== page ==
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May 26th, 2013, 12:00 AM #1
SMS: 5 Trends Of The Burgeoning Ecommerce Revolution
- Join Date
- September 6th, 2011
- West Chester, Ohio
Search Marketing Standard has just published the following:
5 Trends Of The Burgeoning Ecommerce Revolution
We’re in the midst of another revolution in online commerce. Much like the first round of dot-com innovation from 1997-2000, another societal shift is happening related to devices, portability, and mobile commerce. Here are five major trends I am seeing, with memes or catchphrase I’ve named. Unlike the dot-com bubble of last decade, these trends are highly unlikely to ever burst.
Trend #1:* Mobipersonal
The mass revolution we’re experiencing everywhere of constant connectivity could be coined a “mobile personal” experience.* Devices are portable, go where we go, and provide what we want at any time. Googler Lisa Gevelber wrote recently, “In a constantly connected world we have screens at our service.”* A recent Mobile Search Moments study showed 77% of mobile searches are in a location where people likely have a PC available to them. *This is the essence of mobipersonal gadget addiction where we’re constantly connected — yes, including in the bathroom!
Trend #2: Portaswitching
This term means “portable switching” or perhaps is better described as second (or third!) screen. *With devices readily available and our connectivity appetite insatiable, we spend our day moving between PC, tablet and phone and using multiple screens, multiple browsers and applications. Five years ago, this wasn’t even possible.* Smart marketers see this as a societal revolution. For example, the development of multiple shopping cart platforms and checkout processes now includes persistent cart architecture, which allows consumers to shop cross-platform and complete checkout on whatever device – and whenever — they like. Real-time viewing by device, such as watching a television show and then researching a fact via Wikipedia on a tablet, engages viewing and second-screen discussions.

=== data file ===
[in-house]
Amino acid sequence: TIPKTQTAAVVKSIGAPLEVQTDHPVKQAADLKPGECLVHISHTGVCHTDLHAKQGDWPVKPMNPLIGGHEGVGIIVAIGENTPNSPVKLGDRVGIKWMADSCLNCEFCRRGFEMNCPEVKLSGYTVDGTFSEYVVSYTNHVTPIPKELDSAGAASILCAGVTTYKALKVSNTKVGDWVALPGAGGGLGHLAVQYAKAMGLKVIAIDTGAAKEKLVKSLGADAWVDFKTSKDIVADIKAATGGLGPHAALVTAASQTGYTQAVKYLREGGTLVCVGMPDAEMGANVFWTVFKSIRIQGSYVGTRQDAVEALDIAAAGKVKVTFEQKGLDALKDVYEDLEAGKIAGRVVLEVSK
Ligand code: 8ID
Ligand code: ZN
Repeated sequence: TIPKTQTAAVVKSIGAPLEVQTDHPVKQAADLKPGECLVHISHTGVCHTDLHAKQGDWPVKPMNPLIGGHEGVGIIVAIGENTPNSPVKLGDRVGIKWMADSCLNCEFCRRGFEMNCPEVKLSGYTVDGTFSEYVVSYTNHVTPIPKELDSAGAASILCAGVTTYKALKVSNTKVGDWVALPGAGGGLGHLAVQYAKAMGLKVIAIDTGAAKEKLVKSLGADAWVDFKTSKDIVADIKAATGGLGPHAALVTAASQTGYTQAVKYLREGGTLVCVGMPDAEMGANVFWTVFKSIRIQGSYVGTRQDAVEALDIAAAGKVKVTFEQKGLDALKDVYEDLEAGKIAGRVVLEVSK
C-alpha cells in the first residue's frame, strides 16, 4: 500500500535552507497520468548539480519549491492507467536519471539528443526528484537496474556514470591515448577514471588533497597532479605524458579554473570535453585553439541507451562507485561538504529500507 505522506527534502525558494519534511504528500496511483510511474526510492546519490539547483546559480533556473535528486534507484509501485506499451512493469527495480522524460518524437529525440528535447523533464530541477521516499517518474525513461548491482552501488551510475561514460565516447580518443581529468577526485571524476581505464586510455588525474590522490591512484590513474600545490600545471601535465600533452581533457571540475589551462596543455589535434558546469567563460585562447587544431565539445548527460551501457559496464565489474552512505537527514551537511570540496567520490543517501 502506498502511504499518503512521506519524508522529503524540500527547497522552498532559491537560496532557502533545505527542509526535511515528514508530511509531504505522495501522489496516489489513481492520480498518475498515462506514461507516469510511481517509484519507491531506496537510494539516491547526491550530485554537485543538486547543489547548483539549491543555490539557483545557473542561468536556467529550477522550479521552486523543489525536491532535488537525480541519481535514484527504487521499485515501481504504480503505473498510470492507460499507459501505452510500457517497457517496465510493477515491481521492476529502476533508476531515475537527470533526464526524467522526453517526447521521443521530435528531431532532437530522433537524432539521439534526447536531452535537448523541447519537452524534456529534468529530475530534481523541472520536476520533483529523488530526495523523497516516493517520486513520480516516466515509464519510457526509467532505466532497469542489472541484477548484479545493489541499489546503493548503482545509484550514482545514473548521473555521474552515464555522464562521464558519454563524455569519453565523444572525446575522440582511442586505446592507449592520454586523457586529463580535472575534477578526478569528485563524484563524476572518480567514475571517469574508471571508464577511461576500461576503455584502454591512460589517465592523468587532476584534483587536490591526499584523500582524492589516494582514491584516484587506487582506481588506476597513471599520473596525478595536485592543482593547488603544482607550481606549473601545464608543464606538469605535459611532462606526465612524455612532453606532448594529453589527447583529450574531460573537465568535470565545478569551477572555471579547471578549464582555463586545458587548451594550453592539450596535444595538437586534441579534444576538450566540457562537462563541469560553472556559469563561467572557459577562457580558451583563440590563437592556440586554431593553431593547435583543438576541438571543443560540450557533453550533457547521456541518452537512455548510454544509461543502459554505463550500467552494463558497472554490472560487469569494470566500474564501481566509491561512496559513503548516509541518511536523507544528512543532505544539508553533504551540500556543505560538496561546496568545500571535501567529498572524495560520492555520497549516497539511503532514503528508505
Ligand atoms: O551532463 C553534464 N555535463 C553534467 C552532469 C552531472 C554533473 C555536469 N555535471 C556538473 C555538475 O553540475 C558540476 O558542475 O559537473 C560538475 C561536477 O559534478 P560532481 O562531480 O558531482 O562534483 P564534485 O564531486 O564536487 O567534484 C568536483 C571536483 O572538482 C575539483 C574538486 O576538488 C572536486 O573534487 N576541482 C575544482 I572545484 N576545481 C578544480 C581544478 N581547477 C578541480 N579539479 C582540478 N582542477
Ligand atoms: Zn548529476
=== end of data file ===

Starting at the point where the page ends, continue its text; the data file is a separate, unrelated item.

Trend #3: Amazonian
As in Amazon, who is clearly the 800-lb ecommerce gorilla, driving everything from pricing schemas, product content, niche sites, shipping models, content delivery and checkout architecture (1 click payment). Like it or not, consumers are conditioned to expect your ecommerce UX to perform at Amazon’s level of functionality. In corporate boardrooms, brands like Target, Walmart, Sears and Best Buy are trying everything in their power to stop Amazon’s massive online assault. Internet Retailer reports that for the 10-year period ending 2011, Amazon experienced a massive 31.4% compound annual growth versus Walmart growing 8.9%. *If that’s not staggering growth, remember that Amazon only became a public company in 1995, growing 70% in 16 years to $50 billion in online sales. Walmart, on the other hand, has been public for 42 years and their online sales are a mere $10 billion!
Trend #4:* Atomization
No other time in history can content be spread so fast, so far than today.* Details of news events such as Sandy Hook, the Boston Marathon bombings and countless others have been disseminated via the use of social media and content sharing. Content is captured at enormous rates of speed via photograph or video and spread via Twitter, Facebook, Reddit and other networks. It’s this self-created and self-powered social phenomena that retail ecommerce is in love with, and still trying to figure out, known as “user generated content.”* Pinterest further pioneered this visually. There’s an element of novelty involved as this evolves, but it will certainly stabilize with more signals and less noise occurring.
Trend #5: Digiwallet
I call this P.O.D., or payment on demand, while the common term is “digital wallet.” With the portability of services like Square and other mobile payment services, we find ourselves carrying less and less cash and fewer bank cards as consumers, replacing them with mobile devices that allow payment transactions to occur.* Apple already lets you pay for Apple Store purchases using an app linked to your stored credit card; Uber lets you get a ride from a private car without having to sign anything; Square lets you pay for Starbucks without having to access your purse. The wallet and purse are quickly going the way of the landline phone. You can now *literally pay for anything, anytime, and anywhere using your digital device.
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